Water colorist Nell Kline, known for her realistic depictions of nature, is a native of New Orleans. Don’t miss her excellent watercolor “Monarch with Coneflower.”
“I love the challenge and spontaneity of watercolor,” Kline said. “Watching the color mix and mingle with the pigments as I apply them is sheer magic.”
Elaine Heinl, has had an incredible artistic journey.
“About 10 years ago, I began to study oil painting,” Heinl said. “I felt a need to express my own vision and wanted to share the beauty I saw in nature. This brings peace into my art work and into my life. Painting has become my spiritual release and gift I can share with others.”
Elaine Berry, an eclectic artist, lives on a farm with a “crazy number of animals.” Fibers, ceramics, pen and ink, watercolors, acrylics and oils are her mediums. Elaine loves the spontaneity of painting on location also works from photographs. Applying several colors to the canvas at a time so each color retains its integrity is magical says Elaine.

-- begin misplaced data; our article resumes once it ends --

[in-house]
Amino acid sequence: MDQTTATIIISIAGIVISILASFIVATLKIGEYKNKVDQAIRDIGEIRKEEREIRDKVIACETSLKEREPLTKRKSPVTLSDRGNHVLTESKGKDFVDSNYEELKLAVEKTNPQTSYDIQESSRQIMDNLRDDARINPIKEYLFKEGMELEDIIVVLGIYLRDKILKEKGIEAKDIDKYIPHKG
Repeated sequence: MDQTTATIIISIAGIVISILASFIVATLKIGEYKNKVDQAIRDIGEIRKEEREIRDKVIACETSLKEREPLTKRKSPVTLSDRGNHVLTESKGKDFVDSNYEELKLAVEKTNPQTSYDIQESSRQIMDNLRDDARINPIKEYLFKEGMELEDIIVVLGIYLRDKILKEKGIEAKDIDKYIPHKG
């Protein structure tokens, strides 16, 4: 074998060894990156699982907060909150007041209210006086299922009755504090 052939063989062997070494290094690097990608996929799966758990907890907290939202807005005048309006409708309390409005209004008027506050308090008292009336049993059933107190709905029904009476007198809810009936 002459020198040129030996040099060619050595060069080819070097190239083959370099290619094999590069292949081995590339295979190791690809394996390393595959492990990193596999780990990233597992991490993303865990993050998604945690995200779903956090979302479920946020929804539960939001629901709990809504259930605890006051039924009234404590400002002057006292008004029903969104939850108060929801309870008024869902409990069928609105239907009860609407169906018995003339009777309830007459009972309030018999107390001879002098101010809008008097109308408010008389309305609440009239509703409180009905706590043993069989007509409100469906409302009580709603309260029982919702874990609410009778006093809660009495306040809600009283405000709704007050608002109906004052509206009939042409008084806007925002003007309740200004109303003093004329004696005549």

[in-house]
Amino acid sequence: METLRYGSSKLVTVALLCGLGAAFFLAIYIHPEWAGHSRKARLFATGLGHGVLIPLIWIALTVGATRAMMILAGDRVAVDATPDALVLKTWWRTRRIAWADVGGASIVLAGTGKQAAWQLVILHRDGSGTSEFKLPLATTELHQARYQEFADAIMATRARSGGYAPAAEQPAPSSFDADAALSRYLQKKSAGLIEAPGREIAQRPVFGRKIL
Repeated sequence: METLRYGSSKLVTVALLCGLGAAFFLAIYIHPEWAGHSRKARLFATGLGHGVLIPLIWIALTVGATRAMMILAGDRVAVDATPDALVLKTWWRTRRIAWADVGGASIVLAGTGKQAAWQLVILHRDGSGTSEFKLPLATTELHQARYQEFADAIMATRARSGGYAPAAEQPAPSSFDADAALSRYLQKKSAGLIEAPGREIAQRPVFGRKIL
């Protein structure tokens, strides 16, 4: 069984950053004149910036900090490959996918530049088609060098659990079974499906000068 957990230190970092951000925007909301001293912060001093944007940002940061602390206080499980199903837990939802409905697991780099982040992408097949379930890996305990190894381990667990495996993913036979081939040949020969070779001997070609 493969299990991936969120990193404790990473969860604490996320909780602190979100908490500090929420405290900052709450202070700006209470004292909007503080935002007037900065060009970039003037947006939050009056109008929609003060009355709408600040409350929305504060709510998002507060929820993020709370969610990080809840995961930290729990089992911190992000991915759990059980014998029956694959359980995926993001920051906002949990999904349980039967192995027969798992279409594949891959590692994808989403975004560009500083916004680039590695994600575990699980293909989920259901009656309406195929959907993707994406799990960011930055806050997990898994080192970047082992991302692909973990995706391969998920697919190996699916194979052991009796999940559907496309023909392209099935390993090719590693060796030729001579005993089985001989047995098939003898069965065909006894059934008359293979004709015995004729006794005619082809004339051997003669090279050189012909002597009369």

This exhibit concludes the Historical Society’s 2012 “Artist In Residence” program. Visit historic Edgewood Cottage in Blowing Rock often June 28 to August 21. The event is free and located at the corner of South Main and Chestnut Streets. The Cottage, closed on Wednesdays, is open every other day 10 a.m. to 6 p.m. except Sundays when it is open noon to 6 p.m. Free parking is available at Visitor’s Center behind the Cottage. Don’t miss this incredible display of local talent.
For more information, contact Sandy Adair at firstname.lastname@example.org or 828-264-0259.